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Hybrid Search

The standard search in LangChain is done by vector similarity. However, a number of vectorstores implementations (Astra DB, ElasticSearch, Neo4J, AzureSearch, ...) also support more advanced search combining vector similarity search and other search techniques (full-text, BM25, and so on). This is generally referred to as "Hybrid" search.

Step 1: Make sure the vectorstore you are using supports hybrid search

At the moment, there is no unified way to perform hybrid search in LangChain. Each vectorstore may have their own way to do it. This is generally exposed as a keyword argument that is passed in during similarity_search. By reading the documentation or source code, figure out whether the vectorstore you are using supports hybrid search, and, if so, how to use it.

Step 2: Add that parameter as a configurable field for the chain

This will let you easily call the chain and configure any relevant flags at runtime. See this documentation for more information on configuration.

Step 3: Call the chain with that configurable field

Now, at runtime you can call this chain with configurable field.

Code Example​

Let's see a concrete example of what this looks like in code. We will use the Cassandra/CQL interface of Astra DB for this example.

Install the following Python package:

!pip install "cassio>=0.1.7"

Get the connection secrets.

Initialize cassio:

import cassio

database_id="Your database ID",
token="Your application token",
keyspace="Your key space",

Create the Cassandra VectorStore with a standard index analyzer. The index analyzer is needed to enable term matching.

from cassio.table.cql import STANDARD_ANALYZER
from langchain_community.vectorstores import Cassandra
from langchain_openai import OpenAIEmbeddings

embeddings = OpenAIEmbeddings()
vectorstore = Cassandra(

"In 2023, I visited Paris",
"In 2022, I visited New York",
"In 2021, I visited New Orleans",
API Reference:Cassandra | OpenAIEmbeddings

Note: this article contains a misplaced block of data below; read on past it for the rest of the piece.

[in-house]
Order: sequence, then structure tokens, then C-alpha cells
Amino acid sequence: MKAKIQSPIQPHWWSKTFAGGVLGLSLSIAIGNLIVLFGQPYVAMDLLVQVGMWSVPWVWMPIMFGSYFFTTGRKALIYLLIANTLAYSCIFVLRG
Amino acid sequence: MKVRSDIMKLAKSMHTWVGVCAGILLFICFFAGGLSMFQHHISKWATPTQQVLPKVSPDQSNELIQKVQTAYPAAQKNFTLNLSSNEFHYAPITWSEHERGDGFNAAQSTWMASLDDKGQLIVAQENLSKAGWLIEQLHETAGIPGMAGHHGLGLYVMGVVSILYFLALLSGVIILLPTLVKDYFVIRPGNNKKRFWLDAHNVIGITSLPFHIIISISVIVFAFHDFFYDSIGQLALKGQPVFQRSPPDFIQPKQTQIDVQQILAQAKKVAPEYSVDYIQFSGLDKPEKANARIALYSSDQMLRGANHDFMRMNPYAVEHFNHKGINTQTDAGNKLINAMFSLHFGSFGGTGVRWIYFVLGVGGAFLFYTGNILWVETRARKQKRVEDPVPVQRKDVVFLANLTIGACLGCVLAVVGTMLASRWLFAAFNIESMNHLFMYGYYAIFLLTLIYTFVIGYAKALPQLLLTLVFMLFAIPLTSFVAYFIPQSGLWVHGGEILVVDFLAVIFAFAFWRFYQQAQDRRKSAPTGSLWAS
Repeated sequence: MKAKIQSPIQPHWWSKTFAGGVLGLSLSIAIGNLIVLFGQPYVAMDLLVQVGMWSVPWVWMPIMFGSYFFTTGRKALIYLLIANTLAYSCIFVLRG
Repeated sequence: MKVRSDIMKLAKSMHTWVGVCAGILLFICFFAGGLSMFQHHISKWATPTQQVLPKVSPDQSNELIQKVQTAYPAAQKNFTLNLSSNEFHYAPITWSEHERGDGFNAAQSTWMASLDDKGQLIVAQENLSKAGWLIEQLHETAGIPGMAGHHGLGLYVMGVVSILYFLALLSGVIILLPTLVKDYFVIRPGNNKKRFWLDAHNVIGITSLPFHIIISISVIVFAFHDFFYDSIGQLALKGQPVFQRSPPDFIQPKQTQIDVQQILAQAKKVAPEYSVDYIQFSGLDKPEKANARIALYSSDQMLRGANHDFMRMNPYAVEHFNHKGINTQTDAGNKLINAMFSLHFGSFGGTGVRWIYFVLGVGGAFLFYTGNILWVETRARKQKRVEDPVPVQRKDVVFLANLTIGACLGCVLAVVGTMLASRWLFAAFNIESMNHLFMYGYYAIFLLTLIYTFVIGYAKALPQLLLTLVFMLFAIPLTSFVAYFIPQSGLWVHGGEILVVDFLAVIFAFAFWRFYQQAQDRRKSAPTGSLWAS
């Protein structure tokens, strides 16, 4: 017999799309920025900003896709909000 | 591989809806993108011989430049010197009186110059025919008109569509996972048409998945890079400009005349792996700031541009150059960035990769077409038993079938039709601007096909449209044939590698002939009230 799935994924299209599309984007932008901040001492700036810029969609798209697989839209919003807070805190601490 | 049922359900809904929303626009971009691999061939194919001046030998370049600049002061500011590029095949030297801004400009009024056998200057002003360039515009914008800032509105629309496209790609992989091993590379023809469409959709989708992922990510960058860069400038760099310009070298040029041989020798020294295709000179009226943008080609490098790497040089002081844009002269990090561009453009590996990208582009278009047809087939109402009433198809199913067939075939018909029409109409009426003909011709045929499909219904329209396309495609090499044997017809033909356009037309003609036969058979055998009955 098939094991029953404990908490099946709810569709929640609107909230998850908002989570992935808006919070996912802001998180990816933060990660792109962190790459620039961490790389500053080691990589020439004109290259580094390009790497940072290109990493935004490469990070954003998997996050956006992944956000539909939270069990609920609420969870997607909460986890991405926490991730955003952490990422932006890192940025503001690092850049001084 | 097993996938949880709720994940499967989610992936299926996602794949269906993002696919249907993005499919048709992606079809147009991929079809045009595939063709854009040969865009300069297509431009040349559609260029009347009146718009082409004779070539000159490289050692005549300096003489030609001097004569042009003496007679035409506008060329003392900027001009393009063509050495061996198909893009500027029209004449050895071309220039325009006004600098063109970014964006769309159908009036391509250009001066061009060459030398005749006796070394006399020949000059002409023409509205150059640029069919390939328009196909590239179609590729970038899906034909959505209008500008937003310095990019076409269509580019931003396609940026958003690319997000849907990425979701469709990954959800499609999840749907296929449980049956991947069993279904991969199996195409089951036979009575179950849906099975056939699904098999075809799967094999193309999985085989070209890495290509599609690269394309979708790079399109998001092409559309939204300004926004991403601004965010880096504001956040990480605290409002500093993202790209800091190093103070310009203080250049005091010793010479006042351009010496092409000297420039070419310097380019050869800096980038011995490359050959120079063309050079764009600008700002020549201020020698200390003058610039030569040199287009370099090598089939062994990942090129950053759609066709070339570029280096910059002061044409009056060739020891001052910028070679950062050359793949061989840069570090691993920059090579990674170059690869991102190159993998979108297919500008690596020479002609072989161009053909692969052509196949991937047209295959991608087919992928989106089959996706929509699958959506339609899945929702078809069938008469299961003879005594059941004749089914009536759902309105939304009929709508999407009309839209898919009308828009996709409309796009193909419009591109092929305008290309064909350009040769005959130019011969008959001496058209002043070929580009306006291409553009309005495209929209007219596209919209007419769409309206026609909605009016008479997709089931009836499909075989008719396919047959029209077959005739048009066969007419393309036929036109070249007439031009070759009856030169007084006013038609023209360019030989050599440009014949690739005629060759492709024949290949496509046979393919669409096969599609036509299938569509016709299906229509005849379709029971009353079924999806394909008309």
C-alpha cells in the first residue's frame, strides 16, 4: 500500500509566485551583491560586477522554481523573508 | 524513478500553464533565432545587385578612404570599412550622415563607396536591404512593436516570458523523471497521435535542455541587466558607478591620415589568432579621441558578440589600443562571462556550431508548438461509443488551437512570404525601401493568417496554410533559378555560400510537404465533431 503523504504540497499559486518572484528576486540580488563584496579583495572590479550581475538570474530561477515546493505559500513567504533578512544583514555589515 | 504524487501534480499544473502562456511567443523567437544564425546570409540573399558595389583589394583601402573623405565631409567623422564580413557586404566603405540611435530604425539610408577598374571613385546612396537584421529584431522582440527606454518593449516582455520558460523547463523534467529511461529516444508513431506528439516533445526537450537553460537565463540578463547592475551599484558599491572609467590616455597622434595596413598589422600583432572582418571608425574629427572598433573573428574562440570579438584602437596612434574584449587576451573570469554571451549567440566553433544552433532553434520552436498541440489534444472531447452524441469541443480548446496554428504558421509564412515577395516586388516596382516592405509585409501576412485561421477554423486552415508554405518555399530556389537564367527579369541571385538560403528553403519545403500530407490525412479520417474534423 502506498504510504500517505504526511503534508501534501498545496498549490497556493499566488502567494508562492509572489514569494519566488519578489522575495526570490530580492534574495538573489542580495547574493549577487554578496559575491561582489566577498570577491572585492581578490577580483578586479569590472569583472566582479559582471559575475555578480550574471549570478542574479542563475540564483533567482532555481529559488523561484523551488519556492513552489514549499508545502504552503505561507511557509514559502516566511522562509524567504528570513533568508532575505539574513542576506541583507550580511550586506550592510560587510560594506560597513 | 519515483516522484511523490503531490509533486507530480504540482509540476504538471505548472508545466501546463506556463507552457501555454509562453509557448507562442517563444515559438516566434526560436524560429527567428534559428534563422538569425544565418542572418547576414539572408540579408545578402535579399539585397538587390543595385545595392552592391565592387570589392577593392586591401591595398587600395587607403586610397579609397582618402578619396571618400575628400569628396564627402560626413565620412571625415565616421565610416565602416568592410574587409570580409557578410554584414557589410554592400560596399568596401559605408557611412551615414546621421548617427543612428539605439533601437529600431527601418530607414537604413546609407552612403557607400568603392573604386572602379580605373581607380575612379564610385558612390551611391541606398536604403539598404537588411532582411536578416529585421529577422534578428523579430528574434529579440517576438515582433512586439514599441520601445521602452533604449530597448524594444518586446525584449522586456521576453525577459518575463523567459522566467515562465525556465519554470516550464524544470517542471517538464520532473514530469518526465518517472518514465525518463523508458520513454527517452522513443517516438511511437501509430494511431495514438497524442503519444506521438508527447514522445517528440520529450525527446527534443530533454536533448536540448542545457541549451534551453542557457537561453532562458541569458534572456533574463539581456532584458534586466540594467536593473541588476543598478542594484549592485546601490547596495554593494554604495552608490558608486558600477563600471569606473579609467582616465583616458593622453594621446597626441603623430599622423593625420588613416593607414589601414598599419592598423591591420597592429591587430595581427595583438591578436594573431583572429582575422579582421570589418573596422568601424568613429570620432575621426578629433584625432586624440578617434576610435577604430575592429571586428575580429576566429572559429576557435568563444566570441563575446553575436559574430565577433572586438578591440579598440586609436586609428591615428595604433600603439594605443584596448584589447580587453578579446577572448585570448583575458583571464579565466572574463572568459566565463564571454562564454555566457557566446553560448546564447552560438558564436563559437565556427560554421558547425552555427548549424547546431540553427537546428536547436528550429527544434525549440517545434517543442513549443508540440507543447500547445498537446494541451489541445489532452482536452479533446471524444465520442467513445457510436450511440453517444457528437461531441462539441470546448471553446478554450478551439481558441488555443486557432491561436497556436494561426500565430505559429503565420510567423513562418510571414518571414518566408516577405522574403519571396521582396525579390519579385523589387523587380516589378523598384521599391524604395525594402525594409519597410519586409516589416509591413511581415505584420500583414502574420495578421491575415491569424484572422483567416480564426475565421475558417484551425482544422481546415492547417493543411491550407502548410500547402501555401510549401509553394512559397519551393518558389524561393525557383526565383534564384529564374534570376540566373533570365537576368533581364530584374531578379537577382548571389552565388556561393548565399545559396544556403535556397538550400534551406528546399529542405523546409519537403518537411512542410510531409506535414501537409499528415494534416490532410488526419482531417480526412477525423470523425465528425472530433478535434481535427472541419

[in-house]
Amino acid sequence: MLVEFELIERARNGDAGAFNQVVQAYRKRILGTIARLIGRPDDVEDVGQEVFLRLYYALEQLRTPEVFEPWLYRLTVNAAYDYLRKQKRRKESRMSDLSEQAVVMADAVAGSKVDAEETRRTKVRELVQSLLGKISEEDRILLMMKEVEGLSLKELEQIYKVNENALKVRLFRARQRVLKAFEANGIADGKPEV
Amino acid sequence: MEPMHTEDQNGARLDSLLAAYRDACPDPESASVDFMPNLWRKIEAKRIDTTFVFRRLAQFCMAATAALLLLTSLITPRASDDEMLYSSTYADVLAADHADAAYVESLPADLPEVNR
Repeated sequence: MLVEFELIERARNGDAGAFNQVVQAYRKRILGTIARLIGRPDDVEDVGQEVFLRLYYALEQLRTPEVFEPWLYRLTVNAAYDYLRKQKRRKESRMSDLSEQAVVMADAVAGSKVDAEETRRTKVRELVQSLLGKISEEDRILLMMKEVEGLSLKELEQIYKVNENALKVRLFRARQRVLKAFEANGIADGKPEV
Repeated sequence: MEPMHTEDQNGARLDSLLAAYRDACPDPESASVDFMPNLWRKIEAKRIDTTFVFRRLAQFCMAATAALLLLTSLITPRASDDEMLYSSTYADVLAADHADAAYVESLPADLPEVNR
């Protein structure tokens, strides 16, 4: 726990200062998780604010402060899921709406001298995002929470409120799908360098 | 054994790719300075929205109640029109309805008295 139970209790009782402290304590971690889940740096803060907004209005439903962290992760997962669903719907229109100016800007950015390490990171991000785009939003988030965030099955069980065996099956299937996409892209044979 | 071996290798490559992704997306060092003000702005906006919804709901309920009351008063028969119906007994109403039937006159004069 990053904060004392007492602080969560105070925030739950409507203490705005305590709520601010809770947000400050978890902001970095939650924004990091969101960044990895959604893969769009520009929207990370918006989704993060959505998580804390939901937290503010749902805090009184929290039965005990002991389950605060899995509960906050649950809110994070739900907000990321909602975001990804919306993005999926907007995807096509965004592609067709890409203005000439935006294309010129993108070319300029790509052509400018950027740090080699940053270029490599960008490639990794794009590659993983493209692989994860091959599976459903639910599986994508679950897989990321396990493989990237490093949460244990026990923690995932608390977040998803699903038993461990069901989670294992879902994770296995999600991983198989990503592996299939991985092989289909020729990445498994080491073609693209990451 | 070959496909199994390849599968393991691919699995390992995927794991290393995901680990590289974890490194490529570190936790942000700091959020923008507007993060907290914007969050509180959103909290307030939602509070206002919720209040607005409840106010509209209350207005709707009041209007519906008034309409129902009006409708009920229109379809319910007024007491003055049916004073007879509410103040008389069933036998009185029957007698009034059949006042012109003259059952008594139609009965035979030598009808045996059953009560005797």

If we do a standard similarity search, we get all the documents:

vectorstore.as_retriever().invoke("What city did I visit last?")
[Document(page_content='In 2022, I visited New York'),
Document(page_content='In 2023, I visited Paris'),
Document(page_content='In 2021, I visited New Orleans')]

The Astra DB vectorstore body_search argument can be used to filter the search on the term new.

vectorstore.as_retriever(search_kwargs={"body_search": "new"}).invoke(
"What city did I visit last?"
[Document(page_content='In 2022, I visited New York'),
Document(page_content='In 2021, I visited New Orleans')]

We can now create the chain that we will use to do question-answering over

from langchain_core.output_parsers import StrOutputParser
from langchain_core.prompts import ChatPromptTemplate
from langchain_core.runnables import (
from langchain_openai import ChatOpenAI

This is basic question-answering chain set up.

template = """Answer the question based only on the following context:
Question: {question}
prompt = ChatPromptTemplate.from_template(template)

model = ChatOpenAI()

retriever = vectorstore.as_retriever()

Here we mark the retriever as having a configurable field. All vectorstore retrievers have search_kwargs as a field. This is just a dictionary, with vectorstore specific fields

configurable_retriever = retriever.configurable_fields(
name="Search Kwargs",
description="The search kwargs to use",

We can now create the chain using our configurable retriever

chain = (
{"context": configurable_retriever, "question": RunnablePassthrough()}
| prompt
| model
| StrOutputParser()
chain.invoke("What city did I visit last?")

We can now invoke the chain with configurable options. search_kwargs is the id of the configurable field. The value is the search kwargs to use for Astra DB.

"What city did I visit last?",
config={"configurable": {"search_kwargs": {"body_search": "new"}}},
New York

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